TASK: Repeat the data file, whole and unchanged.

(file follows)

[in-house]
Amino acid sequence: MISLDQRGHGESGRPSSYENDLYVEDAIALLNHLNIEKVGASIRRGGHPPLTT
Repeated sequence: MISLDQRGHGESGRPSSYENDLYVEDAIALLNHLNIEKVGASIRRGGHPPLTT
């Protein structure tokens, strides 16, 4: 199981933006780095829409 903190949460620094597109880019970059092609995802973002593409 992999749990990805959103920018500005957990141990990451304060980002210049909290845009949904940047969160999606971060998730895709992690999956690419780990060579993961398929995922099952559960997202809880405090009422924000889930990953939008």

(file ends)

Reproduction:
[in-house]
Amino acid sequence: MISLDQRGHGESGRPSSYENDLYVEDAIALLNHLNIEKVGASIRRGGHPPLTT
Repeated sequence: MISLDQRGHGESGRPSSYENDLYVEDAIALLNHLNIEKVGASIRRGGHPPLTT
């Protein structure tokens, strides 16, 4: 199981933006780095829409 903190949460620094597109880019970059092609995802973002593409 992999749990990805959103920018500005957990141990990451304060980002210049909290845009949904940047969160999606971060998730895709992690999956690419780990060579993961398929995922099952559960997202809880405090009422924000889930990953939008």